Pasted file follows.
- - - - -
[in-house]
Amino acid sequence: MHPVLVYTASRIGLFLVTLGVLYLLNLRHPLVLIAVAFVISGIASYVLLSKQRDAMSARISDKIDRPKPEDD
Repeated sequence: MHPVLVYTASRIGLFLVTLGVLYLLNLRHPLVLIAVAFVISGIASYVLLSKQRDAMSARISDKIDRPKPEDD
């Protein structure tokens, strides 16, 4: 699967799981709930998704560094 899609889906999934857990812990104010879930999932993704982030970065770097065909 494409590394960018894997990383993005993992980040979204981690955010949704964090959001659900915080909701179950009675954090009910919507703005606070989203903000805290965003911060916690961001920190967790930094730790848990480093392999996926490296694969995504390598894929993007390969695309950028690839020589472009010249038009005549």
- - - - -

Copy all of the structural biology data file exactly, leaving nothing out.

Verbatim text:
[in-house]
Amino acid sequence: MHPVLVYTASRIGLFLVTLGVLYLLNLRHPLVLIAVAFVISGIASYVLLSKQRDAMSARISDKIDRPKPEDD
Repeated sequence: MHPVLVYTASRIGLFLVTLGVLYLLNLRHPLVLIAVAFVISGIASYVLLSKQRDAMSARISDKIDRPKPEDD
């Protein structure tokens, strides 16, 4: 699967799981709930998704560094 899609889906999934857990812990104010879930999932993704982030970065770097065909 494409590394960018894997990383993005993992980040979204981690955010949704964090959001659900915080909701179950009675954090009910919507703005606070989203903000805290965003911060916690961001920190967790930094730790848990480093392999996926490296694969995504390598894929993007390969695309950028690839020589472009010249038009005549």